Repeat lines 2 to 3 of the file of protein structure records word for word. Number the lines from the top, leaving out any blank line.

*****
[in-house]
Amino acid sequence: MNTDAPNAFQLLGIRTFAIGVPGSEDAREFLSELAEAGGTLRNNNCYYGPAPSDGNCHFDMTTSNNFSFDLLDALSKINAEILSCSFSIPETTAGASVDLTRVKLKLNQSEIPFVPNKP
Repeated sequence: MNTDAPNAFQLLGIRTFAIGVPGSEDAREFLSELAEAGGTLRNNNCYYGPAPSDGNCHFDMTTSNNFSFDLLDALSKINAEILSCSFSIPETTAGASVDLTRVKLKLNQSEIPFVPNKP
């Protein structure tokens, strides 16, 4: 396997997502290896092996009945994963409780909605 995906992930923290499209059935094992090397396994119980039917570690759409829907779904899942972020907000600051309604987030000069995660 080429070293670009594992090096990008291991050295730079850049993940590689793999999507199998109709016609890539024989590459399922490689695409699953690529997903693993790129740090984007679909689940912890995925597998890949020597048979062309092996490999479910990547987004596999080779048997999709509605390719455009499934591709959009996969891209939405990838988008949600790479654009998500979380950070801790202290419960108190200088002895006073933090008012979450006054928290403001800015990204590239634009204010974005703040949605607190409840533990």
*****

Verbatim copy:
Amino acid sequence: MNTDAPNAFQLLGIRTFAIGVPGSEDAREFLSELAEAGGTLRNNNCYYGPAPSDGNCHFDMTTSNNFSFDLLDALSKINAEILSCSFSIPETTAGASVDLTRVKLKLNQSEIPFVPNKP
Repeated sequence: MNTDAPNAFQLLGIRTFAIGVPGSEDAREFLSELAEAGGTLRNNNCYYGPAPSDGNCHFDMTTSNNFSFDLLDALSKINAEILSCSFSIPETTAGASVDLTRVKLKLNQSEIPFVPNKP